There is Cherokee Indian blood in some of the Dycus/Dicus lines. Cherokee marriages were rather common early in our nation’s history where there was a scarcity of European-stock women. The intermarriages are difficult to determine, and were in some but not all of the Kent County Maryland line Dycuses in North Carolina, Kentucky and Tennessee. Also, there were some Cherokee wives in some Scottsboro, Alabama lines in Tennessee, Alabama and Arkansas.

Eldon Dicus, born in Arkansas, played professional football in the 1930s when the National Football League had some Indian teams. He later became a rather famous Baptist preacher that went from church to church as a featured speaker.

Black Dycuses and Dicuses

Black Dycuses/Dicuses obtained their surnames from their owners of course. For the most part, the Dycuses/Dicuses did not have many slaves even though many of them were in the southern and border states. George Dicus, founder of the Scottsboro Dicus line, was an exception and had about 15 slaves per census data. On the other hand, Michael Watson Dycus of Caldwell County, Kentucky and Edward Dicus of Greenfield County, Missouri both freed their slaves before the Civil War began.

Connie Dycus was a black Rock’ Roll Singer in the late 1950s to 1970s. He recorded songs for Mercury Records and under other labels. His Mercury recordings included: Rock-A-Bye Baby Rock and Mind If I Cry.

It is possible, although difficult, for black families to trace their genetic lines. Census data, slave tables, and historical records are available. Alex Haley’s family history tracement presented in the book and TV series Roots is an excellent example of what can be accomplished.

In Conclusion

My research has been aimed at the 1500-1810 time frame. Consequently, there is not the usual family tree breakdowns found in most genealogical publications. Hopefully, most readers can trace their ancestors back to around 1800, and latch onto the Dycus/Dicus genetic line descriptions presented in this book.

Is this a book that looks like a report, or a report that is kind of like a book? This is a report that is kind of like a book. This Third Edition is my best shot of how things shake out based on currently available information. Going forward, one should expect some refinements and a few surprises as more historical data are uncovered and more DNA tests are conducted.

This is the 3rd and definitely the Final Edition of this book. Unfortunately, at age 77, energy and desire (among other things) are slipping away. Hopefully, this Final Edition will prove helpful to many Dycuses and Dicuses in the United States. Best wishes to all Dycuses/Dicuses going forward.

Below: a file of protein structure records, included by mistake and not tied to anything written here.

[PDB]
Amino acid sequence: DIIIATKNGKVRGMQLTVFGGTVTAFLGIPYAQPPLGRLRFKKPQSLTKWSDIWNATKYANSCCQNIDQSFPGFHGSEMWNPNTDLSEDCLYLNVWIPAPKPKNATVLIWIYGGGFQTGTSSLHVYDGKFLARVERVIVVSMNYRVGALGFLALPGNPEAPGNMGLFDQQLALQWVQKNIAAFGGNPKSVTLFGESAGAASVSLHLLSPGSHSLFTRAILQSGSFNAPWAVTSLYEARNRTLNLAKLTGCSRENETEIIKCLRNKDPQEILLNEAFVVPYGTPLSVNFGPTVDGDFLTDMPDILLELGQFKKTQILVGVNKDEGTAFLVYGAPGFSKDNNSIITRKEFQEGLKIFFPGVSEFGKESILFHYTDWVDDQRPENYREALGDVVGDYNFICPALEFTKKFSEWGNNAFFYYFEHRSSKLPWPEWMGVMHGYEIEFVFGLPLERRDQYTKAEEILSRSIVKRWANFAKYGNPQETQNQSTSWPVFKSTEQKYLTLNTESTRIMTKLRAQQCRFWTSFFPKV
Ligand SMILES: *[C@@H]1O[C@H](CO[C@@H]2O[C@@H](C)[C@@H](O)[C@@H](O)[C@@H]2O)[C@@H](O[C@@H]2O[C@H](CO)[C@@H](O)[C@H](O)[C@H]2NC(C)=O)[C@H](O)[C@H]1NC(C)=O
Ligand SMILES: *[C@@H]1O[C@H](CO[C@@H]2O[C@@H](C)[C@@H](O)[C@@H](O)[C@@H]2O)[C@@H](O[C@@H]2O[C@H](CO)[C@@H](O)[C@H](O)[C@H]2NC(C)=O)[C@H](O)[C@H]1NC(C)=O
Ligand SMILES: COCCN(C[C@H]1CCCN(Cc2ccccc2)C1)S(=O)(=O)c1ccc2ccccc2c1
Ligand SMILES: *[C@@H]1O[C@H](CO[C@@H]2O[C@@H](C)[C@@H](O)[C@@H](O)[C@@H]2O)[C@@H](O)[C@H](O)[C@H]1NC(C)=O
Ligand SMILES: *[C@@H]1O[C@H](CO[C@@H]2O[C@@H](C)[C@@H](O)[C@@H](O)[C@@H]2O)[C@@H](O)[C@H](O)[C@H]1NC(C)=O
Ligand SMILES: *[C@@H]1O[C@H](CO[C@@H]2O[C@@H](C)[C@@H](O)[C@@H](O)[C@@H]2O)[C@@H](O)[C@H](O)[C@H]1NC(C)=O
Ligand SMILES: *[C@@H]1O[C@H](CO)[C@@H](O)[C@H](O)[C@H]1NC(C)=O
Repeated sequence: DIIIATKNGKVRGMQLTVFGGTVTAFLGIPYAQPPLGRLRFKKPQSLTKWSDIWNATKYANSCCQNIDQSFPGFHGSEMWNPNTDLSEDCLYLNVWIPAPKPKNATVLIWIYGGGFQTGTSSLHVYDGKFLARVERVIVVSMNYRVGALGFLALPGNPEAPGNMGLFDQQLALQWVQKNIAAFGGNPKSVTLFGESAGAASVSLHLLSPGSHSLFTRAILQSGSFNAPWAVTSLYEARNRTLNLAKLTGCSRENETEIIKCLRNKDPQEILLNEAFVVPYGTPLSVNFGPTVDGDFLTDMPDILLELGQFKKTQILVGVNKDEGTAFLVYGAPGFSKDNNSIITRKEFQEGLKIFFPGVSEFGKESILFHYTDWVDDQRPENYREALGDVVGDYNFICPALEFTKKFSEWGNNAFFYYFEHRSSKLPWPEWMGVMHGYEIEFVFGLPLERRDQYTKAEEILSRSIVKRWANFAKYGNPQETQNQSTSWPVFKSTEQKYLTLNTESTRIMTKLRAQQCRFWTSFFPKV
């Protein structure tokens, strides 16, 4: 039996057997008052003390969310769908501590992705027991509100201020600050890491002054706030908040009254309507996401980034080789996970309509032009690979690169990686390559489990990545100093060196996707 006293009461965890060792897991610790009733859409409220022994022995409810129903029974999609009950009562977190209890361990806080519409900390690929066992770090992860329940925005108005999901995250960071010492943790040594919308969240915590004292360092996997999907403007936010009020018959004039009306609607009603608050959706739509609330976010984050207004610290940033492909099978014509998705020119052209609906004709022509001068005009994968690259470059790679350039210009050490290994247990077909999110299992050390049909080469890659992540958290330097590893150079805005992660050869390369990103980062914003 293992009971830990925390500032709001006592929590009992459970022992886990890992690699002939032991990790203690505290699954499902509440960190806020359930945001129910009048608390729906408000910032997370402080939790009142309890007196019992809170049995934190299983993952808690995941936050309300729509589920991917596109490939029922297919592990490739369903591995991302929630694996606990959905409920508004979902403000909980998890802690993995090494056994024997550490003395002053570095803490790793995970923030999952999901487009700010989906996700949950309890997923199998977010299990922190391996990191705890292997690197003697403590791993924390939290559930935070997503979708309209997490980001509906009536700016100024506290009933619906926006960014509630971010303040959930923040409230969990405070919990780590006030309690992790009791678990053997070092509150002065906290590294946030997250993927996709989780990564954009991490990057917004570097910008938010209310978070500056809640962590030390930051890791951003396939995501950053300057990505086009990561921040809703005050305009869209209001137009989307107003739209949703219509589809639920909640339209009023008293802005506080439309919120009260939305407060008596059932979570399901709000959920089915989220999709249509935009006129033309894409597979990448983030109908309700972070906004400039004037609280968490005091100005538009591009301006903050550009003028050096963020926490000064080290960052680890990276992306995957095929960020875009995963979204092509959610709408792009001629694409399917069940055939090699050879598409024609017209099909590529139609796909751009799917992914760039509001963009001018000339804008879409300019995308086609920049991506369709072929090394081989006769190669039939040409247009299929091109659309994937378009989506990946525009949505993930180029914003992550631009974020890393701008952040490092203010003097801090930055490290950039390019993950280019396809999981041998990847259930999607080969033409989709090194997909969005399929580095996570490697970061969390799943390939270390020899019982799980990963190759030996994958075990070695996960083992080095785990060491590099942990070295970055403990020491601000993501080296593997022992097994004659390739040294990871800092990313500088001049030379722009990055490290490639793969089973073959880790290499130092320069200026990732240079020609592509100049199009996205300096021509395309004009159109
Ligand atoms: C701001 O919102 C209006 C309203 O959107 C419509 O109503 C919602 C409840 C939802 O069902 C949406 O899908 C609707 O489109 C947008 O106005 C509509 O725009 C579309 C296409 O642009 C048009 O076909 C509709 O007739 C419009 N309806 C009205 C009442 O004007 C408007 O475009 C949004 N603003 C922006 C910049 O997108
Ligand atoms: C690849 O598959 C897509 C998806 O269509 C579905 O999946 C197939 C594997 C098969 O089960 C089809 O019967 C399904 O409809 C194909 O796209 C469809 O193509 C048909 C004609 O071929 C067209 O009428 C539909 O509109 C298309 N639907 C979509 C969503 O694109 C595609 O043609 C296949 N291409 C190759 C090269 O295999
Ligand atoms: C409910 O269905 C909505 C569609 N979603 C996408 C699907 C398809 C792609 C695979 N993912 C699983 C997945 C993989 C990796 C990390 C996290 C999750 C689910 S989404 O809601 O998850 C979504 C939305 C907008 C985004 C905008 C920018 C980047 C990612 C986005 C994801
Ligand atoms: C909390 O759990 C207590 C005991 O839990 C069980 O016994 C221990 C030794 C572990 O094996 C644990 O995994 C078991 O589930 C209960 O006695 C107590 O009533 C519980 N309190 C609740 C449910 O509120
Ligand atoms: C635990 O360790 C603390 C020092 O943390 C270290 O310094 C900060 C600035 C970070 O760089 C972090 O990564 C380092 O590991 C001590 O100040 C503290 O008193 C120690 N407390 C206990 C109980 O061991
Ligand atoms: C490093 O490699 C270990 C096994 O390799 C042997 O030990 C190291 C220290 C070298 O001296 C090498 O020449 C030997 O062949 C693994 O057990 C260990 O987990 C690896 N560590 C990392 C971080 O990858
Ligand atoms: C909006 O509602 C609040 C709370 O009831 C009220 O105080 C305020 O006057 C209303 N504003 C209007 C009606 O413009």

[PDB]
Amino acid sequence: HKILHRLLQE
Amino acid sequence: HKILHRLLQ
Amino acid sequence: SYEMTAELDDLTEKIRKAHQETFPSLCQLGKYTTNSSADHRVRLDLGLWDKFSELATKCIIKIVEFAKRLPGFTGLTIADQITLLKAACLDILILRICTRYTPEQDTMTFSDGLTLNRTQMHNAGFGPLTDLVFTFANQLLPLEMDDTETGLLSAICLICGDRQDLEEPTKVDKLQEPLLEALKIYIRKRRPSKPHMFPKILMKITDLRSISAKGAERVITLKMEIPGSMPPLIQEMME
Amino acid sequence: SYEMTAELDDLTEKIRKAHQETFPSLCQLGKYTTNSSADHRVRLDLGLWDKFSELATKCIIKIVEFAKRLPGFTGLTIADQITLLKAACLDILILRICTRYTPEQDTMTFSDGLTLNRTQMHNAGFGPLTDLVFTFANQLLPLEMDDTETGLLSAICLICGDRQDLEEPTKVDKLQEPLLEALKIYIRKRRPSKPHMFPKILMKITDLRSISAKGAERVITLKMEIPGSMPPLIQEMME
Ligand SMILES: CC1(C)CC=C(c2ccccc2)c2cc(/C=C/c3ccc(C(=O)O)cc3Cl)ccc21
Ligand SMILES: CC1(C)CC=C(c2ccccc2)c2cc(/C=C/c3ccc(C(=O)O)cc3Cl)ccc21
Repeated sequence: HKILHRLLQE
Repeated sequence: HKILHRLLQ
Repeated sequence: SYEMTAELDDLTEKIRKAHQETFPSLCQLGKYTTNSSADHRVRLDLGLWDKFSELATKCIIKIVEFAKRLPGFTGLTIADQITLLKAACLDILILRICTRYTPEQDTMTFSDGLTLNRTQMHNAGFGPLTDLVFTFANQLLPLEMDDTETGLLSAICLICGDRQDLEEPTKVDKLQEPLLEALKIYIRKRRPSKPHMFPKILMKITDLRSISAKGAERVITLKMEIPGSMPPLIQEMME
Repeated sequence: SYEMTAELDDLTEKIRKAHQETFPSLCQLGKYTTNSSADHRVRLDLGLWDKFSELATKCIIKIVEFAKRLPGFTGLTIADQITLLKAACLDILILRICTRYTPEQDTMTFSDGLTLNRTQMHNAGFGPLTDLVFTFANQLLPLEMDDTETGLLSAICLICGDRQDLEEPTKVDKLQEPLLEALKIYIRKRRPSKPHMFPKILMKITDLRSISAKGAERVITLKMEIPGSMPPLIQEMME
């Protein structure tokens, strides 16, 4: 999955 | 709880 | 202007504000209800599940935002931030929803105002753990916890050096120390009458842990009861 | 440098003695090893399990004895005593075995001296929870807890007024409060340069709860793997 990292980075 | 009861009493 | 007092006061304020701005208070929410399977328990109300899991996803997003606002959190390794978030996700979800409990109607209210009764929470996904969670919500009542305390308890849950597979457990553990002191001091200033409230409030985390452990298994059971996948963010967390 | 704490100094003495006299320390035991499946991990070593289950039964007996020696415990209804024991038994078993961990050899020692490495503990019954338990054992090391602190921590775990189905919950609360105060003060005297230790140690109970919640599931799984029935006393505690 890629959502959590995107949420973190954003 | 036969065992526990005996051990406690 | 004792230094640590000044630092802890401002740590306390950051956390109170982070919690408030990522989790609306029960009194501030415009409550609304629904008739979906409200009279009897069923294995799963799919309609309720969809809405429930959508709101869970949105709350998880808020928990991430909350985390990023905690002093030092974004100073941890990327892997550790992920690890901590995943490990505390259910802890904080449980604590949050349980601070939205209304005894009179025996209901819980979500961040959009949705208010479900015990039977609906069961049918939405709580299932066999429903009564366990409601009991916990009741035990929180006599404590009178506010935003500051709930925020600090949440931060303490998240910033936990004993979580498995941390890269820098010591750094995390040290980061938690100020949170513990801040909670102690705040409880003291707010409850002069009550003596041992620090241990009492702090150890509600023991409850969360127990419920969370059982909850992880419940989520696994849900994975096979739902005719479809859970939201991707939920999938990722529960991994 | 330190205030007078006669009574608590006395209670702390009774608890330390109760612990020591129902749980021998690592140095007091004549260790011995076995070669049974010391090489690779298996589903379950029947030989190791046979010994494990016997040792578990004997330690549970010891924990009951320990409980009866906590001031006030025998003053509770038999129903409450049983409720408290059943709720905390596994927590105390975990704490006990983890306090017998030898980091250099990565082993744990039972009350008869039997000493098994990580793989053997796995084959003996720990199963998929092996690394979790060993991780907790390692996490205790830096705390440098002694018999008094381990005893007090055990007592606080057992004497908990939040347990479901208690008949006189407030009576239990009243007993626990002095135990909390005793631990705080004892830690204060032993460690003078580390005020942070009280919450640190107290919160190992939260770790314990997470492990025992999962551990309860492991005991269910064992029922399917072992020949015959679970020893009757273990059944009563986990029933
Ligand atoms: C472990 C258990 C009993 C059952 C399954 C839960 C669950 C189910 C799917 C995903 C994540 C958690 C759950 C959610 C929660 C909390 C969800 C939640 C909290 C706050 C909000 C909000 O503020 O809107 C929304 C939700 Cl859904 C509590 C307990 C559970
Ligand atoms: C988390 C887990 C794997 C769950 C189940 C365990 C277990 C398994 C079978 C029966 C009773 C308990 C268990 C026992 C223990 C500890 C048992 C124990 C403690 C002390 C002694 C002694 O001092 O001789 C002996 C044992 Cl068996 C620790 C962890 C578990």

Here is an aid that might be helpful to some readers. These are the main genetic lines of your Tennessee or Kentucky County ancestors in the 1800s.



Circa 1830, Scottsboro, AL Line


Kent Co, MD—Edward Line


Kent Co, MD—Edward Line


Henry Dykes/Dicas Line


Henry Dykes/Dicas Line


Kent Co, MD—Edward Line


Kent Co, MD—Edward Line


Mix, Kent Co, MD—Edward Line
Mix, Kent Co, MD—William Line


Kent Co, MD—Edward Line


Kent Co, MD—Edward Line


Kent Co, MD—Edward Line


Kent Co, MD—Edward Line


Probably, Crawford Co, IN Line


Eastern, Kent Co, MD—Edward Line
Western, Crawford Co, IN Line


Circa 1860, Kent Co, MD—William Line
Later, Not Sure

Henry Dykes/Dicas Line


Mix, Kent Co, MD—William Line
Mix, Scottsboro, AL Line


Before 1850, Kent Co, MD—William Line
After 1850, Unknown



Kent Co, MD—William Line


Kent Co, MD—William Line


Michael Watson Dycus Line


Kent Co, MD—Edward Line


Kent Co, MD—Edward Line


Kent Co, MD—William Line


Briefly, 1870s, Kent Co, MD--John Line


Kent Co, MD—William Line


Kent Co, MD—William Line


Kent Co, MD—William Line


Mostly, Michael Watson Dycus Line


Grand Rivers Area, Michael Watson Dycus Line
Kuttawa Area, Kent Co, MD—Edward Line


Kent Co, MD—William Line


Kent Co, MD—William Line


Kent Co, MD—Edward Line


Kent Co, MD—Edward Line


Briefly, Circa 1830, Probably, Kent Co, MD—Edward Line